The clinical results of this prospective study are comparable to those obtained with conventional procedures. Although a case of injury to the dura and nerve root occurred in GA group, we have not shown a definite difference in outcomes for VAS and ODI scores between LA and GA . Both the anesthetic techniques applied in endoscopic interlaminar lumbar discectomy at L5–S1 level achieved good outcomes and high patient satisfaction, but LA was associated with significantly shorter hospital stay. The patients in the LA group usually felt discomfort in the low back and leg during intraoperative manipulation of the dural sac and nerve root, but they tolerated the procedure well under mild conscious sedation with pethidine (25–50 mg intramuscularly) and fentanyl (1–2 ml intravenously) . To prevent over irritation of dural sac and nerve root, we sometimes kept the working sheath out of the incision window of ligamentum flavum and extracted the protruding disc with disc forceps. Fewer transient postoperative dysesthesia occurred in the LA group (13.7%) than in the GA group (24%). The most important contribution of using LA is that we can get continuous feedback from the patient to prevent excessive neural manipulation or damage and help to monitor clinical improvement during the operation.
We compared performing the surgery with LA and GA because of the different problems that would potentially be encountered during surgery. The avoidance of intraoperative nerve injury might be easier due to intraoperative feedback from patients under LA, but it is relatively difficult to use the working sheath as a nerve hook and the joystick principle to search for and remove the protruding disc due to patient's feeling discomfort. However, the technique can be mastered by an experienced surgeon. In contrast, GA affords freedom from discomfort, and allows manipulation of the instruments and retraction of the dural sac and nerve root in the spinal canal, but does not allow patient's feedback. The majority of protruded disc was through the axilla area in the LA group and it was usually approached via the shoulder area in the GA group.
We conclude that endoscopic interlaminar discectomy at the L5–S1 level is an effective operation, regardless of which method of anesthesia is used. Both the anesthetic methods achieved good outcomes and high patient satisfaction. LA is associated with significantly shorter hospital stay and fewer transient postoperative dysesthesia due to continuous patient's feedback and helps to monitor clinical improvement during surgery. In our opinion, the LA is preferred than the GA in percutaneous endoscopic lumbar discectomysurgery.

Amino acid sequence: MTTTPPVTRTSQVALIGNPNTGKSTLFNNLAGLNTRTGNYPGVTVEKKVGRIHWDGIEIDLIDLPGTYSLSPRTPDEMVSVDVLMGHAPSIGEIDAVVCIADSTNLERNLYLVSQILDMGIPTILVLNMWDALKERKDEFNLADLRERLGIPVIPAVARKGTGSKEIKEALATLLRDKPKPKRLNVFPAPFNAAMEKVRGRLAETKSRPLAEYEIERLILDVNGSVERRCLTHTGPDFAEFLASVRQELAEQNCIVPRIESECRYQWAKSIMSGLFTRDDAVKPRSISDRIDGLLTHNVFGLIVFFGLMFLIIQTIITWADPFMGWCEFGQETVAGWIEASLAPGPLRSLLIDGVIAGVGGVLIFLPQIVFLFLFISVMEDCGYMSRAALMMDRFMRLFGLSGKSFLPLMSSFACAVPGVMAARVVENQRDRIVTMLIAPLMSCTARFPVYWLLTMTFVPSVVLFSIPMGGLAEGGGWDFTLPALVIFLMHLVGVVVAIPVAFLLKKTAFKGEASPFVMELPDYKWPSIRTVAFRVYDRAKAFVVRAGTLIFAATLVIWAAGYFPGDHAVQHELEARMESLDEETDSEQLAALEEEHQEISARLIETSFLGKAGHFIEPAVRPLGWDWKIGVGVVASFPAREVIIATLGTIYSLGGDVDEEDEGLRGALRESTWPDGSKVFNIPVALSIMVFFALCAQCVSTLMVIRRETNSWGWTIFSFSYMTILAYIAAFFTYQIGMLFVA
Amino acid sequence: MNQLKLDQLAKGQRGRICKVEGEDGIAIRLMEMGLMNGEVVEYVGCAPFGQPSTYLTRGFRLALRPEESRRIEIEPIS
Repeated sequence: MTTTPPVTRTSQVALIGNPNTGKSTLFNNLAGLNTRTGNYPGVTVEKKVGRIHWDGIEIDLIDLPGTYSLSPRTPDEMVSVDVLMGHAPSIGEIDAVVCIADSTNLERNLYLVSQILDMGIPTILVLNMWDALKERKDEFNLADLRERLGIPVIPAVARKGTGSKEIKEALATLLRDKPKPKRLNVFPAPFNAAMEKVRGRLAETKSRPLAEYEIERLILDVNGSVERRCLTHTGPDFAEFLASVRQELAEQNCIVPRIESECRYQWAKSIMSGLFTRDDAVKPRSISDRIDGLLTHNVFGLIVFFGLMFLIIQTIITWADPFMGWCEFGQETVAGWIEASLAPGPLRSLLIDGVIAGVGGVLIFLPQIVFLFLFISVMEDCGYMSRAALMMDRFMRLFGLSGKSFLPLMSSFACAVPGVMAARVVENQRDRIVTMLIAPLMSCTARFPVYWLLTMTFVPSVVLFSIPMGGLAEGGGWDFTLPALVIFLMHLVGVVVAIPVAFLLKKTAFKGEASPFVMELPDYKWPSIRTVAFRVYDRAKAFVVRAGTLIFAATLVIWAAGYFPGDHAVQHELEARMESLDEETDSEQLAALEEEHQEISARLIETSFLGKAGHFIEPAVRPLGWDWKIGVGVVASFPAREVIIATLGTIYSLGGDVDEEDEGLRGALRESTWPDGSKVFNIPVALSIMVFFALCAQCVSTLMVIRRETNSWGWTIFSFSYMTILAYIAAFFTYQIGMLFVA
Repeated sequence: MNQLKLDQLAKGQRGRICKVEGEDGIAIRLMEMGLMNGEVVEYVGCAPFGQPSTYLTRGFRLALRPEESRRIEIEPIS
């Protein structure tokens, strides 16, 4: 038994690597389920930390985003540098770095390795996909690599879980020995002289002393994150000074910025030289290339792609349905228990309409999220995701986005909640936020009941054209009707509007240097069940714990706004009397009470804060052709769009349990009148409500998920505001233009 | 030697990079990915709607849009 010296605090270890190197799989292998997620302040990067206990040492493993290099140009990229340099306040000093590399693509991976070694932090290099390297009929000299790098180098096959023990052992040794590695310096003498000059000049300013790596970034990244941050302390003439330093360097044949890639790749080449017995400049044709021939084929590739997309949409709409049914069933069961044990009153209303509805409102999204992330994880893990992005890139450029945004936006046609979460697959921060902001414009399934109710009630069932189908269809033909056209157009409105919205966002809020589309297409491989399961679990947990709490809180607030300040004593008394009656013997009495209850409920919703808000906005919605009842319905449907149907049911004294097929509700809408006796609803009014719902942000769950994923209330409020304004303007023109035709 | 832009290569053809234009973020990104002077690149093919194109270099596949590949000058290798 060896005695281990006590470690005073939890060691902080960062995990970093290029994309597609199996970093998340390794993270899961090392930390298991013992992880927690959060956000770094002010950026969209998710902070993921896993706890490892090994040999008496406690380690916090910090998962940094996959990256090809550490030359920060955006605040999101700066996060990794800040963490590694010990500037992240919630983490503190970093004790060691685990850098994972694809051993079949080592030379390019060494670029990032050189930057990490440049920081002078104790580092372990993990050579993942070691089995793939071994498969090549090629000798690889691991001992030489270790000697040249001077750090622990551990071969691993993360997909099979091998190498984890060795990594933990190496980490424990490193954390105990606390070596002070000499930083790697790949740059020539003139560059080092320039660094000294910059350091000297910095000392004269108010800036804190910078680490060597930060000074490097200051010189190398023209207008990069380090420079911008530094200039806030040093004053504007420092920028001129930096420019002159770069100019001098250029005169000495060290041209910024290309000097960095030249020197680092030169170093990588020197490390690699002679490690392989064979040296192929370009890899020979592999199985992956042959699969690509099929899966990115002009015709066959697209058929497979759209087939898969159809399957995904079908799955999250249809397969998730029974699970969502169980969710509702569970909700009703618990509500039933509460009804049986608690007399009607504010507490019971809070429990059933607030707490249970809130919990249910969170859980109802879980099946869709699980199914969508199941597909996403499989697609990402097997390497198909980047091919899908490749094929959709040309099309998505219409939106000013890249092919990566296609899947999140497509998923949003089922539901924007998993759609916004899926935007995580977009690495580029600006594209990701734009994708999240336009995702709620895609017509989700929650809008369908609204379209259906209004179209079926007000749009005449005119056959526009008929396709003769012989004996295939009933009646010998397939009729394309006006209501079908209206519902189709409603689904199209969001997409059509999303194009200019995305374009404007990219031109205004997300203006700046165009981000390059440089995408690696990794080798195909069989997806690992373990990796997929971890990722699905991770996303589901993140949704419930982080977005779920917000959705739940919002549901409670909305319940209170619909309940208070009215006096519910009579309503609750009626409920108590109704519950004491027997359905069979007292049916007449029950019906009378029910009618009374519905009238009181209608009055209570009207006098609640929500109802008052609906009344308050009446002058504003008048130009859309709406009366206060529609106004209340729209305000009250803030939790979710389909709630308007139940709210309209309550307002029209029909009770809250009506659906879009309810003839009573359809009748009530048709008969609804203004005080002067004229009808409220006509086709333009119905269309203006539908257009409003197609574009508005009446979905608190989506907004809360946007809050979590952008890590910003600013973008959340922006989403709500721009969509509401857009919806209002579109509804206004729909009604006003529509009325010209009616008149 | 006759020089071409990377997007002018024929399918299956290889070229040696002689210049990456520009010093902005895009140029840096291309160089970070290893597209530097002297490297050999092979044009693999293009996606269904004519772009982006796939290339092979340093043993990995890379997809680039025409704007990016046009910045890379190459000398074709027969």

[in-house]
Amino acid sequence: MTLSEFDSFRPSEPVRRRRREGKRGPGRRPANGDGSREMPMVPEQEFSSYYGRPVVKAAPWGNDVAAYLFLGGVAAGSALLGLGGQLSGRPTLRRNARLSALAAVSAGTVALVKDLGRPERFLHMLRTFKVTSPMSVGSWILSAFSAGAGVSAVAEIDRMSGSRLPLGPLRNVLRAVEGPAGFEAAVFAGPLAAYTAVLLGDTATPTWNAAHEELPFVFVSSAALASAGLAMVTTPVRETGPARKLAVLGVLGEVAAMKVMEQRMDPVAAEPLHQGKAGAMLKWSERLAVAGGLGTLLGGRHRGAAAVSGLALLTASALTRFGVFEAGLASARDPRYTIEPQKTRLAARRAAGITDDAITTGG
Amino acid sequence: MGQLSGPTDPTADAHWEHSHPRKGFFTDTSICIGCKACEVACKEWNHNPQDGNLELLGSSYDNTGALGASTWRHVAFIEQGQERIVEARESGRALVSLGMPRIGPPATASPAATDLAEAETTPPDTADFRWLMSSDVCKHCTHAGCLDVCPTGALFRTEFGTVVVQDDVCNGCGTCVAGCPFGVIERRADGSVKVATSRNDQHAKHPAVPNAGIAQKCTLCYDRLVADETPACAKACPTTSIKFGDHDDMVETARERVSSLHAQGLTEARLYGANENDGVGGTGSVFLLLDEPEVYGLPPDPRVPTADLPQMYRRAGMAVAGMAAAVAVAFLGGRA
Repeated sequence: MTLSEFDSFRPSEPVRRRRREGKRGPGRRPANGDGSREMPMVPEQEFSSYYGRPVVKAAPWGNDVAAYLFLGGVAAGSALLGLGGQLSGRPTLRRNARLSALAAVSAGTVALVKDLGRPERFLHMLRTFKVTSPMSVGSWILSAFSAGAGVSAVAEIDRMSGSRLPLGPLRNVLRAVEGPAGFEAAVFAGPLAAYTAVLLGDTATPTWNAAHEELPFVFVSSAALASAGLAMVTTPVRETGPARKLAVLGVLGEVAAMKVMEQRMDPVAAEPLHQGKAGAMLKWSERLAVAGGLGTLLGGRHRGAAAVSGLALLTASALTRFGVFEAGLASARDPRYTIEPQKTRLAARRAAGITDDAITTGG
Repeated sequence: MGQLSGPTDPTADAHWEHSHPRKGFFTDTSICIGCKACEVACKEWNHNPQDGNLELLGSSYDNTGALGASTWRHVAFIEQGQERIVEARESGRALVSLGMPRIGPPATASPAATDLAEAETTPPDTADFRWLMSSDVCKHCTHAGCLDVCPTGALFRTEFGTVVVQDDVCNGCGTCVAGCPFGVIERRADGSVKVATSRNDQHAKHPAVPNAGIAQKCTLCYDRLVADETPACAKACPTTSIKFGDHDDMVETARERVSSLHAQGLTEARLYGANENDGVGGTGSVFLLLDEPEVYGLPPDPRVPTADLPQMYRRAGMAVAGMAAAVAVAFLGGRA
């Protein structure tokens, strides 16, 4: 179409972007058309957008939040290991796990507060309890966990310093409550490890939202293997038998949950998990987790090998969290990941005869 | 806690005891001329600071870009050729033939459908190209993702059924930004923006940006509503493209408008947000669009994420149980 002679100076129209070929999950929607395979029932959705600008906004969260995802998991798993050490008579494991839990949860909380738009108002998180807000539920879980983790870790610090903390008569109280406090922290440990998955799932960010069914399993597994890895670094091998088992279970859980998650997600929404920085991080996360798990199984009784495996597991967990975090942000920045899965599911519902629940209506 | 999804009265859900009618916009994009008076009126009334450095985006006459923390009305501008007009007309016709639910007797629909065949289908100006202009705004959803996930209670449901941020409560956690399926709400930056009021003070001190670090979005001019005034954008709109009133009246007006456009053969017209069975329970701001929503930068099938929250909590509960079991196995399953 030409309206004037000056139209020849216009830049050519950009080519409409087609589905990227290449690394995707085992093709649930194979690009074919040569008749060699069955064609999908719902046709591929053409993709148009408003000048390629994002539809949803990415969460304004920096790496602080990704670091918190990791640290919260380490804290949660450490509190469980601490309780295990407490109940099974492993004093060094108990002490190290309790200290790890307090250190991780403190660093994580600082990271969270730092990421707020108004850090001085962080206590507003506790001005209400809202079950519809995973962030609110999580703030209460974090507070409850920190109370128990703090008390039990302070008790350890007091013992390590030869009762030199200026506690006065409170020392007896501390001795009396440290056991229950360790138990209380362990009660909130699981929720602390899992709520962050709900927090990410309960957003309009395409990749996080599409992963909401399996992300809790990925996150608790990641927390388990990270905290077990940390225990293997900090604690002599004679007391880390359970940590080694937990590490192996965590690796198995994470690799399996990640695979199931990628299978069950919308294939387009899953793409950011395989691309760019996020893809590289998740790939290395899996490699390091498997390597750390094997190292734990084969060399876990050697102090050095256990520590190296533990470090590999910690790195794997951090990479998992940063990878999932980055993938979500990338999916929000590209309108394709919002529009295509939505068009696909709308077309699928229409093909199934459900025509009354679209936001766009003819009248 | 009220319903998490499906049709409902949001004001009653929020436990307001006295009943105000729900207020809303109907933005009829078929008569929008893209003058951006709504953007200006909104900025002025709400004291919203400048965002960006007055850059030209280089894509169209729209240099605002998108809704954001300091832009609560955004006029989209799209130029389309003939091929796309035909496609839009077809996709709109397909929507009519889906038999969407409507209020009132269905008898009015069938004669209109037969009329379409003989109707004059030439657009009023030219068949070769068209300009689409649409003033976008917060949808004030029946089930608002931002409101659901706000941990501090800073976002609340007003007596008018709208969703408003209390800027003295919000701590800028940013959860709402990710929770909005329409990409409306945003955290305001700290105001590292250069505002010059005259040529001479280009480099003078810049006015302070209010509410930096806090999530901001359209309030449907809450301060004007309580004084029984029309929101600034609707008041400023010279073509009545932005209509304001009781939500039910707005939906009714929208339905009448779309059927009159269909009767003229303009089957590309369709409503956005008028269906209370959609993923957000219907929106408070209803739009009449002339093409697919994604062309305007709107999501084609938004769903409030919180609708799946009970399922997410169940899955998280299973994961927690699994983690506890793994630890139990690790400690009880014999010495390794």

Available FREE in open access from: http://www.surgicalneurologyint.com/text.asp?2011/2/1/93/82570
This article provides valuable insight into percutaneous endoscopic interlaminar discectomy for L5–S1 disc herniation with well-organized study design. Also, it is exactly described about advantages and disadvantages of both anesthesia procedures (general anesthesia and local anesthesia).
General anesthesia is usually more convenient than local anesthesia for the surgeons. But still, it is not desirable to consider only the convenience of surgical procedure despite disadvantages for patients. Therefore, surgeons should improve their surgical techniques to perform the convenient and complete surgery even under local anesthesia as much as under general anesthesia.
To understand three-dimensional geometric relation between spinal nerve root and herniated disc through more detailed observation on the preoperative radiographs makes surgeons achieve better surgical results.
Endoscopic approaches for spinal discectomy procedures have become popularized due to improved visualization along with the reported benefits of minimally invasive spine surgery, such as decreased tissue destruction and improved patient outcomes. Specific anatomical characteristics of the L5-S1 disc space that can impede access are large L5 transverse processes and/or facet joints, a degenerated and narrowed disc space, and a high-riding iliac crest. One hundred twenty-three patients with L5-S1 disc herniations who underwent local or general anesthesia for endoscopic discectomy procedures were studied in a prospective fashion with preoperative and serial postoperative visual analog scale (VAS) and Oswestry Disability Index (ODI) scores recorded. The authors found a statistically significant improvement in all outcome measures. The authors also studied mean hospital stay and found it to be shorter in the local anesthetic group. Other authors have had similar findings. Demirel et al. reported a prospective randomized trial comparing epidural and general anesthesia for lumbar disc surgery and found that surgical time was longer and blood loss was greater in the general anesthesia group. There was also more postoperative nausea with general anesthesia.
The authors reported anatomical studies by Yeung and Tsou and Ebraheim et al. that review specific anatomic measurements in a treated patient population. This article does provide strong evidence of the benefits with local anesthesia for endoscopic discectomies. Larger trials will be needed to further elucidate clinical benefits while showing acceptable complication rates.